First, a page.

Consultant Making better connections for integrating whole-house automation

Mention whole-house automation and a lot of eyes glaze over. It can be a world of mystery to homeowners, real estate agents, builders and even electricians.

Light loads and relays. Interfaces and modules. Low-voltage and high-voltage lines, Programming remotes and computer systems. It can be a full-time job just to make sure that the people designing, installing and programming an automation system speak the same language (let alone make sure that the machinery speaks a common language).

Gary Bower is trying to make things a little simpler. After several years as a home theater and automation integration consultant working primarily for home-owners and builders, Bower is bringing advice and training to the people who do the work -- the electricians and the electrical contractors -- with SMART Systems and Service, which opened a new training facility in Richfield last week.

When someone building a new home wants an automation system, the homeowner or builder usually hires a company specializing in integrating lights, security, audio-video, computer and telephone systems. That company then works with the electrical contractors to install whatever gear is needed. The integrators might call a telephone specialist, a computer network specialist and an audio-video specialist to work with the electrical contractor who is doing the lights.

Bower would like to see that pattern change. In the future, he said, homeowners or builders should go directly to their electrical contractor for that expertise. The electrical contractors would get the expertise from SMART Systems, which would train the contractor's electricians and provide technical support, such as creating wiring diagrams and ordering the automation equipment.

"Ultimately, I believe that the electrical contractors will be doing all this work,"Bower said. "Electrical contractors are not going to allow other people to steal business from them."

By cutting out one or two layers of subcontracting, automation installations ultimately will be less expensive; in addition, the systems will be installed by people who are more familiar with how things work.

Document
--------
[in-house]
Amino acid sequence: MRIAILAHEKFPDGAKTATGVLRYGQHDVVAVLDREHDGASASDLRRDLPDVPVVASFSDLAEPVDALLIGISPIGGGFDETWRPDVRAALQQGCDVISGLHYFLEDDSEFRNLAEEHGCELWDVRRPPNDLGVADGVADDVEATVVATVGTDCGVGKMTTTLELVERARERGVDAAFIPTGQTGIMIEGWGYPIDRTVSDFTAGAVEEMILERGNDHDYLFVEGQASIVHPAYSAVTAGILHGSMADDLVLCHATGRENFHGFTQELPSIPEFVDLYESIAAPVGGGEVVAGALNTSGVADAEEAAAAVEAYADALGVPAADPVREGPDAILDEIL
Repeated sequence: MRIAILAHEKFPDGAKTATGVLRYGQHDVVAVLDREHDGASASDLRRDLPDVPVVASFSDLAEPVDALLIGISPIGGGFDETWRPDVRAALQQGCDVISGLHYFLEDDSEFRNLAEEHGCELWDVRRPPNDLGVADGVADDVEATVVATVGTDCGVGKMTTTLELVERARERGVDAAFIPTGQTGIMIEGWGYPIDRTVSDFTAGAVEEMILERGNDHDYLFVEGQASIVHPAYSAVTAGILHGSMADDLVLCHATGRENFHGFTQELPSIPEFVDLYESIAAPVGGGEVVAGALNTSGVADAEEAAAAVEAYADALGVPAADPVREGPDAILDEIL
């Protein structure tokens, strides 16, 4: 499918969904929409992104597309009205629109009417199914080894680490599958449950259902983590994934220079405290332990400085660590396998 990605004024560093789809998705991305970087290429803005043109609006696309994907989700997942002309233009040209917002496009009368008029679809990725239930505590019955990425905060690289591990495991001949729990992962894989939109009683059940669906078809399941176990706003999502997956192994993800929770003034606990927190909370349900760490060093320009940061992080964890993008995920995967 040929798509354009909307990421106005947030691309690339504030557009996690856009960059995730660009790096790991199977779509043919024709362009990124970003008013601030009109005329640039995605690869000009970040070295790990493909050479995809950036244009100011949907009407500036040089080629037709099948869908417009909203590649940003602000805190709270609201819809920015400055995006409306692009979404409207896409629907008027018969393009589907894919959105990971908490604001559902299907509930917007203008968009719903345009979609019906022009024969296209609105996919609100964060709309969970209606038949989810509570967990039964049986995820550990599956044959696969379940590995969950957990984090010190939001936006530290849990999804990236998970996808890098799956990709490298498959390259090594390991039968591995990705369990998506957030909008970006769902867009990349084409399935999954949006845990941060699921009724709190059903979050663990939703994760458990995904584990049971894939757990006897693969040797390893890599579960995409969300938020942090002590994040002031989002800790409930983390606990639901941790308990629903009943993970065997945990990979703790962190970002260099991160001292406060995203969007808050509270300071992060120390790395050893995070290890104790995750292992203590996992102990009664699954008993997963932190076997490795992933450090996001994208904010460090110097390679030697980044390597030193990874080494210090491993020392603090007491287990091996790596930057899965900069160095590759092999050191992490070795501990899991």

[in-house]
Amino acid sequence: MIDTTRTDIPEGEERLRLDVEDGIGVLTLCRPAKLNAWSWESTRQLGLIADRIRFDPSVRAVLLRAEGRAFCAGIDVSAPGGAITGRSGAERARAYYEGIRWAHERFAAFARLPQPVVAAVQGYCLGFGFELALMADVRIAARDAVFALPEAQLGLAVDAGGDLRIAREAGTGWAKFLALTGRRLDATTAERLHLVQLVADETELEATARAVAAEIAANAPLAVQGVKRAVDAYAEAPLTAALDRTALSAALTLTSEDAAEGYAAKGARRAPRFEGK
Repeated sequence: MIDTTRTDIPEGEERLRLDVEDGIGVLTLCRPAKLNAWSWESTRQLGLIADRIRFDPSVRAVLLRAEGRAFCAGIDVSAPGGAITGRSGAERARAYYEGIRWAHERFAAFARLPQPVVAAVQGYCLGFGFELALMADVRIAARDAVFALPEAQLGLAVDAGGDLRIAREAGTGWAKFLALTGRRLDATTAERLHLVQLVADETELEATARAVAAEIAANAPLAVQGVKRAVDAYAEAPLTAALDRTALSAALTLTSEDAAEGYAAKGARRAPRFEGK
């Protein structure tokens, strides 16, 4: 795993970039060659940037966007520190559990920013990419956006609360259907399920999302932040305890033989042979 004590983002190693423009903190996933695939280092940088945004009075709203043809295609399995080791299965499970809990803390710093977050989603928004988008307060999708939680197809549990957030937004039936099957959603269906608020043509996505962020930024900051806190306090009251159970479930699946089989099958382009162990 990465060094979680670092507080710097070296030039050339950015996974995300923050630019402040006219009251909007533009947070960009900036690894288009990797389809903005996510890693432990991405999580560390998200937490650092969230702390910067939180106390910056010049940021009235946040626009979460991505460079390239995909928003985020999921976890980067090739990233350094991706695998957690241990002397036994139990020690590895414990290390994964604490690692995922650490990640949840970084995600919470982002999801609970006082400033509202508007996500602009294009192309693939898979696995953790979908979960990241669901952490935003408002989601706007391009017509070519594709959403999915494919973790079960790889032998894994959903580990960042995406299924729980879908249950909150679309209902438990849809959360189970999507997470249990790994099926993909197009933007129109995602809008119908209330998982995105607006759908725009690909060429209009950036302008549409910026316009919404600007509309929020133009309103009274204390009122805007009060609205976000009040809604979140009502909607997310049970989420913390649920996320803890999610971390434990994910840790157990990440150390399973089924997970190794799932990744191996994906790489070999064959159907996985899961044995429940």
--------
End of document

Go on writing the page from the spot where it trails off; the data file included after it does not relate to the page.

"Hopefully, we will both make money and the customer will get a better system," he said.

The support team for electricians isn't out there now, said Bower. Supply houses don't know how to market each new advance in automation to electricians, let alone homeowners.

"We're making it easy for them," Bower said. "We're their office in the back that does all the techie stuff for them."

Installing systems in new homes is only part of the market for automation. Bower estimates that 75 percent of his company's business volume could come from retrofitting existing homes -- from 100 years old to half a dozen.

"Maybe it is a budget consideration when they built the home five or six years ago and they didn't have the money," he said. "Now they're able to go in and exchange switches and have home automation."

SMART Systems specializes in automation systems under the Vantage brand. Sticking to one manufacturer simplifies some of the programming and compatibility problems often faced in automated homes. Vantage also can integrate hard-wired and wireless devices.

"If you get into some of these century homes and have to start peeling off lath and plaster or drywall, that can put an end to the project right there," Bower said.

"What makes this system so great is that you can program a switch to do anything," he said. "You can pull out a light switch and put in a wireless switch that can do whatever you want it to do."

Bower said he hopes to serve about 50 electrical contractors out of Richfield training center. But he doesn't expect that SMART Systems will put current system integrators out of business.

"No matter how great the products get, there will always be compatibility issues," he said.

The distinction between SMART Systems and current system integrators is not so much who is doing the selling but who is doing the buying.

"They're trying to market to the end-user," Bower said."We're doing it in a mass market approach. If we have 50 or 60 electrical contractors using us, we have that many salesmen out there selling these systems. I could see that this could be the most profitable segment of an electrical contractor's business."

If that sounds like an ambitious agenda for the future, maybe it is appropriate for the ambitious nature of home automation itself. Bower's description of the systems his company designs might also describe his business plan.

"This is a stepping stone between the Flintstones and the Jetsons," Bower said. "It's somewhere in between."

The Plain Dealer
August 1, 2002
By: Bill Lammers